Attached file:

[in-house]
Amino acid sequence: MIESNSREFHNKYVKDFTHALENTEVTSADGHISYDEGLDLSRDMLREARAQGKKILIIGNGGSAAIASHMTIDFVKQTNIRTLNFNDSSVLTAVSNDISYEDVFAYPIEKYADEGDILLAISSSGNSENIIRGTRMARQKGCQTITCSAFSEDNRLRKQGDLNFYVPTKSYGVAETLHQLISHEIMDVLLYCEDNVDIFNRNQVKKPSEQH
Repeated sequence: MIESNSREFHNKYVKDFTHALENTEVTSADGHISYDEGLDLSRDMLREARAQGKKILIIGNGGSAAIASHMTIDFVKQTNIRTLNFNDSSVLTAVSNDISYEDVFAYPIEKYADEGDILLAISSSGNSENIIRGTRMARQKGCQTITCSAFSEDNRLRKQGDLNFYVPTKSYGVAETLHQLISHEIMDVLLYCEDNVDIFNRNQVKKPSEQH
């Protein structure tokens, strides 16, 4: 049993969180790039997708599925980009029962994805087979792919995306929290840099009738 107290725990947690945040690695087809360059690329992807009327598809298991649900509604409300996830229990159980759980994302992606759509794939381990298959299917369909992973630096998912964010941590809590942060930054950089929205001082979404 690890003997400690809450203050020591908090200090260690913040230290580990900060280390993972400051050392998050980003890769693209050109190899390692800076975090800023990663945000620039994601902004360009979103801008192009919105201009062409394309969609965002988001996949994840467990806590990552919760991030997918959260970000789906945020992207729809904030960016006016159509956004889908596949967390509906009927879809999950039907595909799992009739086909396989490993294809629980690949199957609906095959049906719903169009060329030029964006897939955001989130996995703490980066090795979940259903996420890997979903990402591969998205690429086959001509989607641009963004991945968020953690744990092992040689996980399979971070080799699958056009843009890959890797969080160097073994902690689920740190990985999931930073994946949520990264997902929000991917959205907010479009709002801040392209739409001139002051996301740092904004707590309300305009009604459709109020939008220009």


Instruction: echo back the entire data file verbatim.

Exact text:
[in-house]
Amino acid sequence: MIESNSREFHNKYVKDFTHALENTEVTSADGHISYDEGLDLSRDMLREARAQGKKILIIGNGGSAAIASHMTIDFVKQTNIRTLNFNDSSVLTAVSNDISYEDVFAYPIEKYADEGDILLAISSSGNSENIIRGTRMARQKGCQTITCSAFSEDNRLRKQGDLNFYVPTKSYGVAETLHQLISHEIMDVLLYCEDNVDIFNRNQVKKPSEQH
Repeated sequence: MIESNSREFHNKYVKDFTHALENTEVTSADGHISYDEGLDLSRDMLREARAQGKKILIIGNGGSAAIASHMTIDFVKQTNIRTLNFNDSSVLTAVSNDISYEDVFAYPIEKYADEGDILLAISSSGNSENIIRGTRMARQKGCQTITCSAFSEDNRLRKQGDLNFYVPTKSYGVAETLHQLISHEIMDVLLYCEDNVDIFNRNQVKKPSEQH
């Protein structure tokens, strides 16, 4: 049993969180790039997708599925980009029962994805087979792919995306929290840099009738 107290725990947690945040690695087809360059690329992807009327598809298991649900509604409300996830229990159980759980994302992606759509794939381990298959299917369909992973630096998912964010941590809590942060930054950089929205001082979404 690890003997400690809450203050020591908090200090260690913040230290580990900060280390993972400051050392998050980003890769693209050109190899390692800076975090800023990663945000620039994601902004360009979103801008192009919105201009062409394309969609965002988001996949994840467990806590990552919760991030997918959260970000789906945020992207729809904030960016006016159509956004889908596949967390509906009927879809999950039907595909799992009739086909396989490993294809629980690949199957609906095959049906719903169009060329030029964006897939955001989130996995703490980066090795979940259903996420890997979903990402591969998205690429086959001509989607641009963004991945968020953690744990092992040689996980399979971070080799699958056009843009890959890797969080160097073994902690689920740190990985999931930073994946949520990264997902929000991917959205907010479009709002801040392209739409001139002051996301740092904004707590309300305009009604459709109020939008220009």